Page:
HK416 & HK417
2012 & 2015
🇨🇿 Czech Republic
Police of the Czech Republic
Commandement des Opérations Spéciales - intervention purchase for Afghanistan mission
French Armed Forces - selected the HK416F as their new standard assault rifle to replace the FAMAS.
102,000 to 117,000
French Armed Forces
Commando Parachutiste de l'Air of the French Air Force
13ème RDP of the French Army
D14.5RS and HK416 A5 – 14.5"
German Special Forces Command (Kommando Spezialkräfte, KSK) of the German Army
HK416 A7, HK417 A2
Kommando Spezialkräfte Marine of the German Navy
GSG 9 (formerly Grenzschutzgruppe 9 der Bundespolizei) of the German Federal Police
HK416 A5, HK417 A2
Hesse State Police
G38 semi-automatic 14.5"
2,005 rifles ordered
ZuZ Special forces of the German Customs Service
Georgian Special Forces
Counter Terrorism Center
Detasemen Jala Mangkara (Denjaka) naval anti-terrorism unit of the Indonesian Navy
Kopaska (Komando Pasukan Katak) Frogman of the Indonesian Navy
Detachment 88 of the Indonesian National Police
Army Ranger Wing (ARW) of the Defence Forces
HK416 A5, HK417 A2
Emergency Response Unit (ERU) of the Garda Síochána
COMSUBIN (Comando Raggruppamento Subacquei e Incursori Teseo Tesei, COMSUBIN) of the Italian Navy
9th Parachute Assault Regiment
GIS (Gruppo di Intervento Speciale, GIS) of the Carabinieri
Special Forces Group (Tokushusakusengun, SFG), of the Japan Ground Self-Defense Force
Special Boarding Unit (Tokubetsukeibitai, SBU) of the Japan Maritime Self-Defense Force
Joint Special Operations Command (Jordan)
Special Operations Force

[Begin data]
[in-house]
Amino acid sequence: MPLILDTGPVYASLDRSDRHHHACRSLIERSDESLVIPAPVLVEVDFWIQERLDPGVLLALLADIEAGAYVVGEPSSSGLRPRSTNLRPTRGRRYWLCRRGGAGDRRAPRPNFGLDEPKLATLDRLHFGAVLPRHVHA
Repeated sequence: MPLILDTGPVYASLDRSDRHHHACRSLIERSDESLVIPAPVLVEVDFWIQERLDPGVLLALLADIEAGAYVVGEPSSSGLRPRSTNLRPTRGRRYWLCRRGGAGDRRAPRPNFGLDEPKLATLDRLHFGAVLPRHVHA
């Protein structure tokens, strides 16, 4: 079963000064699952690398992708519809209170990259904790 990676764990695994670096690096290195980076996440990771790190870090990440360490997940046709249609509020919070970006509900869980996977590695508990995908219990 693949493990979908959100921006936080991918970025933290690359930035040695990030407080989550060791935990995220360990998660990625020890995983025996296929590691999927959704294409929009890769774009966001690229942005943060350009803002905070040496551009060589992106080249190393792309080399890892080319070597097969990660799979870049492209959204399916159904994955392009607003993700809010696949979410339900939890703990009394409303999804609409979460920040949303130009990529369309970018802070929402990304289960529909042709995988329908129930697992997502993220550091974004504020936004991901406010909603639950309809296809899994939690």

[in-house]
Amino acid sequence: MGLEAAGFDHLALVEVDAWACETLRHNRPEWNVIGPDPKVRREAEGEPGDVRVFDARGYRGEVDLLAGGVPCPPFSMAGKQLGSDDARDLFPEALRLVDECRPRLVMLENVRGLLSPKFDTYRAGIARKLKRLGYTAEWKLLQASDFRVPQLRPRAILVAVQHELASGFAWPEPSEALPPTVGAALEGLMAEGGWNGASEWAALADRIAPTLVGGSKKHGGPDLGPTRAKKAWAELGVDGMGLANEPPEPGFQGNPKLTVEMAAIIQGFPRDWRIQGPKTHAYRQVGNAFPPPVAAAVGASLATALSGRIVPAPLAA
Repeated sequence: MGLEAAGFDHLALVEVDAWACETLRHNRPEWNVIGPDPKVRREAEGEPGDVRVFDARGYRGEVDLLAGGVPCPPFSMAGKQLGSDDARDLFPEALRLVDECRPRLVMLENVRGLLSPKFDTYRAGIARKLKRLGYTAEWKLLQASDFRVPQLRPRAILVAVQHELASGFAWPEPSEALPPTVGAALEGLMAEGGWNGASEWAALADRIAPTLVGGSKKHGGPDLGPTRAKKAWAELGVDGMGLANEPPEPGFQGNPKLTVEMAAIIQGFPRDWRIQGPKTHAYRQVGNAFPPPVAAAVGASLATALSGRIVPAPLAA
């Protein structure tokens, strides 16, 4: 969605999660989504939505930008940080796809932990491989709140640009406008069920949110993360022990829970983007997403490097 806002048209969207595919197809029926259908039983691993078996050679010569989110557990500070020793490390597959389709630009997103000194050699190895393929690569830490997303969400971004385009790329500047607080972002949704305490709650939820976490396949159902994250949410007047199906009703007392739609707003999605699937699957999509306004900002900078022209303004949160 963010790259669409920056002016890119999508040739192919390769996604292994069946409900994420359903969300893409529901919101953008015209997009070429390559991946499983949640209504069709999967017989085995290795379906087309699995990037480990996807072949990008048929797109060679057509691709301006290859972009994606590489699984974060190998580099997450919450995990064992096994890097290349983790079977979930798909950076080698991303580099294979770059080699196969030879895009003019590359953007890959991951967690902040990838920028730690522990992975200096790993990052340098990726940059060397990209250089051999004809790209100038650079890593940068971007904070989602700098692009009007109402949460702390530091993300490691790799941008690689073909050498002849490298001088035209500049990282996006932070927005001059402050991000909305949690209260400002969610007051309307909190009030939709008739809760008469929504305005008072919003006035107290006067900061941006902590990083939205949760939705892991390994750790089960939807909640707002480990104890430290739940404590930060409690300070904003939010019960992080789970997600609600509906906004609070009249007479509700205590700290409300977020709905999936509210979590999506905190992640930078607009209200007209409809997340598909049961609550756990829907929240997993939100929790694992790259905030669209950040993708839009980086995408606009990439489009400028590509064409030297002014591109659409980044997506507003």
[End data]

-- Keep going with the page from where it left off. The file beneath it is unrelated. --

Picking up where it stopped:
Pasukan Khas Laut (PASKAL) special operations warfare unit of the Royal Malaysian Navy
Pasukan Gerakan Khas counter-terrorism divisions of the Royal Malaysia Police
Malaysian Maritime Enforcement Agency
Korps Commandotroepen of the Royal Netherlands Army
D10RS, D14.5RS, HK416 A5
M-Squadron of the Netherlands Marine Corps (Maritime Special Operations Forces)
Brigade Speciale Beveiligingsopdrachten of the Royal Marechaussee
Dienst Speciale Interventies of the Dutch National Police
Norwegian Armed Forces
Norwegian Home Guard
HK416N, HK416K, HK416S (specialized DMR version of HK416N, modified in Norway)
40,000 + 11,000
Philippine Marine Corps Marine Special Operations Group (MARSOG)
Special Operations Troops, Portuguese Army
Tactical Actions Group (GAT), Maritime Police
Republic of Singapore Navy
Special Operations Force (Singapore)
5th Special forces regiment
🇰🇷 South Korea
Korea National Police SWAT
Republic of Korea Navy Special Warfare Flotilla
Special Naval Warfare Force
HK416 A5, HK417
🇺🇸 United States
Joint Special Operations Command
(units include Delta Force, DEVGRU, 24th STS)
CIA Special Activities Center
United States Army Asymmetric Warfare Group
NASA Emergency Response Teams
FBI Hostage Rescue Teams
Los Angeles Police Department Metropolitan Division
All members (A, B, C, E, H, G and K-9 Platoons) use 416 modified to semi-auto, but only SWAT (D Platoon) uses select fire version
United States Marine Corps
Kentucky State Police Special Response Team
Weight: 7.19 lbs (empty) 9 lbs (loaded with 30-round magazine)
Length: 36.9 inches (stock extended fully) 33 inches (stock retracted)
Barrel length : 16.5 inches
Action : Gas-operated short-stroke piston, rotating bolt
Rate of fire : Sustained: 36 rpm Cyclic: 700 to 850 rpm muzzle velocity : 2,550 feet per second
Effective range : 550 meters (point target 600 meters (area target)
Caliber : 5.56x45mm NATO
Magazine : 30-round STANAG magazine
For a period of over 10 years France will phase in the Heckler & Koch HK416F, in two different versions, to soldiers in the Army, Air Force and Navy.
The HK is referred to as the “Arme Individuelle Future (AIF)”, which roughly translates to Individual Firearm for the Future.
According to the French Ministry of Defense 93 080 pieces of Heckler & Koch 416F will be delivered between 2017 and 2028.